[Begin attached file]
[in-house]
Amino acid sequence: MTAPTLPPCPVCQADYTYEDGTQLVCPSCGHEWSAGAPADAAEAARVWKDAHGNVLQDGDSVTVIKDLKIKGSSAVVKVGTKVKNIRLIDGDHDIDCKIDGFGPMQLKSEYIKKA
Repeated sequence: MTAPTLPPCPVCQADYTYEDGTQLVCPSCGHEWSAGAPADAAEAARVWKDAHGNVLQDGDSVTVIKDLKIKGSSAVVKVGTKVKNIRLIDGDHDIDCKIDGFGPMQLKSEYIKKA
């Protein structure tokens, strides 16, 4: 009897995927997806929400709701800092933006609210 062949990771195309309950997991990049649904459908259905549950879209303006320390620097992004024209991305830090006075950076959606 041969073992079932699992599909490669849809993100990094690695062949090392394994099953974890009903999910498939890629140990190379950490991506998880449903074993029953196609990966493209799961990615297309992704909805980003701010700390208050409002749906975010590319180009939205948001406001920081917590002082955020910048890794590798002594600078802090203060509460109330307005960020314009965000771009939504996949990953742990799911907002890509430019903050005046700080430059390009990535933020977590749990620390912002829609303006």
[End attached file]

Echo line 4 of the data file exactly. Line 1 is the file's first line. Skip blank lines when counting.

């Protein structure tokens, strides 16, 4: 009897995927997806929400709701800092933006609210 062949990771195309309950997991990049649904459908259905549950879209303006320390620097992004024209991305830090006075950076959606 041969073992079932699992599909490669849809993100990094690695062949090392394994099953974890009903999910498939890629140990190379950490991506998880449903074993029953196609990966493209799961990615297309992704909805980003701010700390208050409002749906975010590319180009939205948001406001920081917590002082955020910048890794590798002594600078802090203060509460109330307005960020314009965000771009939504996949990953742990799911907002890509430019903050005046700080430059390009990535933020977590749990620390912002829609303006």